ROBINS AIR FORCE BASE -- The Occupational Safety and Health Administration formed a safety alliance with Robins and its two unions Friday that officials say is the first of its kind.
Representatives of each group signed the agreement in Building 169, which four years ago was the focal point of a massive OSHA investigation that led to 39 citations against the base.
Officials said its the first time a Department of Defense agency and its unions have formed such an agreement with OSHA. It’s aimed to promote better safety training, improve communication and make sure employees are able to report safety issues.
“This partnership represents not only how far we’ve come but how far we need to go,” said Col. Chris Hill, the installation commander. “This is not a finish line but another step in a long journey.”
William Fulcher, director of OSHA’s Atlanta-East office, took his job at about the time the investigation at Robins began. He said about 25 percent of his workforce was at Robins during that time.
“This alliance is an agreement that we are going to work with the base to improve safety and health education,” he said.
He said the effort won’t just target the base but the surrounding community to create a culture of safety in the area.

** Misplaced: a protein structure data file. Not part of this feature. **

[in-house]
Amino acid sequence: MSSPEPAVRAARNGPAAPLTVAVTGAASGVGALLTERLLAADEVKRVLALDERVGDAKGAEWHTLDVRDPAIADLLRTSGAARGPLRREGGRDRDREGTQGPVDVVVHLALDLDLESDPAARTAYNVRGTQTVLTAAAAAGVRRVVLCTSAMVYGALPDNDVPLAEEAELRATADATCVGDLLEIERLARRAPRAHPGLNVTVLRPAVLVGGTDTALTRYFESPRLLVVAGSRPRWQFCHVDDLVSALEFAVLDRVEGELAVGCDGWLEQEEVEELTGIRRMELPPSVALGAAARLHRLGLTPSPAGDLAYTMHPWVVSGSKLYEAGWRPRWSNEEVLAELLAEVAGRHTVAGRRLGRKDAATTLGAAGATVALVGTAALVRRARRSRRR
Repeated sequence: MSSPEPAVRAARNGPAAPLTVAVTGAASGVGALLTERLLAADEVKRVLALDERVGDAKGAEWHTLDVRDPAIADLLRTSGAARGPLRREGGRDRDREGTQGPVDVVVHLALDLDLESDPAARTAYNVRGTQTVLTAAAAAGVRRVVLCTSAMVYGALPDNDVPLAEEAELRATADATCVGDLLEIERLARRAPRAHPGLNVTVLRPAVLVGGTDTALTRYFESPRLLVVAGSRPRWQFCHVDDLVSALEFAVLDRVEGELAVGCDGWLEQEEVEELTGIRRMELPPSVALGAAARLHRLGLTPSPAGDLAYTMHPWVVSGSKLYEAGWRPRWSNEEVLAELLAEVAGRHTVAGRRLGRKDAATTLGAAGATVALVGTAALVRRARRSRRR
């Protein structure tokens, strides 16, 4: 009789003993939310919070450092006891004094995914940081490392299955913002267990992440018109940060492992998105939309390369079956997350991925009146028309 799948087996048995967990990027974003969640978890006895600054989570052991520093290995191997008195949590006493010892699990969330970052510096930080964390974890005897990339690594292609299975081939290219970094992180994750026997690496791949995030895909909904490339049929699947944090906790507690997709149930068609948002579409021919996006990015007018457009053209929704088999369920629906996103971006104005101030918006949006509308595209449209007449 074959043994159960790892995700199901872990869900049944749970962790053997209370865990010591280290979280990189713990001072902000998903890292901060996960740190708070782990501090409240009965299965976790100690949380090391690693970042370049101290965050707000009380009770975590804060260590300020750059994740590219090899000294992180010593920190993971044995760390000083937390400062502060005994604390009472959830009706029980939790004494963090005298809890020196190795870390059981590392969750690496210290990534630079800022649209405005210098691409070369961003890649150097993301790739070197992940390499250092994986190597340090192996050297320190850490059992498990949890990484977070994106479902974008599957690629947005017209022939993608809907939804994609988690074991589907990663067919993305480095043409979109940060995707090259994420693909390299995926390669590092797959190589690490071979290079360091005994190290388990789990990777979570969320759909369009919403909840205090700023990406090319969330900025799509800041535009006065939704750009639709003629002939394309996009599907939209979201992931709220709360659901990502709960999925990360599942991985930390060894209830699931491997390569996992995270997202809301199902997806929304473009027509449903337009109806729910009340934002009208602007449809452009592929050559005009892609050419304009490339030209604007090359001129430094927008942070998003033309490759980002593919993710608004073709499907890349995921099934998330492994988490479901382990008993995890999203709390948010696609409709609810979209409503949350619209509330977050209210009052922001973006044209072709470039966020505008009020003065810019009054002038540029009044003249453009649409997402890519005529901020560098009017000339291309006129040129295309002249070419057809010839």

The signing came on the last full workday of Brig. Gen. Cedric George, commander of the Warner Robins Air Logistics Complex, of which Building 169 is a part. George is relinquishing command in a ceremony Monday. He said he was glad to see the agreement get done before he leaves.
“This alliance codifies that we are not going to focus on firefighting, we are going to focus on fire prevention,” he said.
After the ceremony, George said the idea for the alliance first came up in 2011, but the election of new union leadership last year was a big part of the reason it was able to get done now.
Robert Tidwell, the new union president, was the person who originally reported the OSHA violations when he was working in Building 169 as a sheet metal mechanic. The violations largely centered around the control of contaminated dust from grinding paint off aircraft parts.
Tidwell became part of an effort that led to many improvements in equipment and protective gear for those who work in the building, which is called the Metal Bond Shop. He said he was motivated by the fact that his mother, who worked in an aircraft plant, and several of her co-workers died of cancer. He believed it was because of safety issues in their workplace.
“The union wasn’t listening to me, management wasn’t listening to me, so I had to do what was the right thing to do,” Tidwell said before signing the agreement.
He told workers in the shop that they are now looked to throughout the military as a standard of good safety practices.
Tidwell is president of American Federation of Government Employees Local 987, which represents workers in the Warner Robins Air Logistics Complex and other areas on base. Also signing the agreement was Todd Surfer, president of the International Association of Firefighters Local F-107, which represents the firefighters at Robins.
To contact writer Wayne Crenshaw, call 256-9725.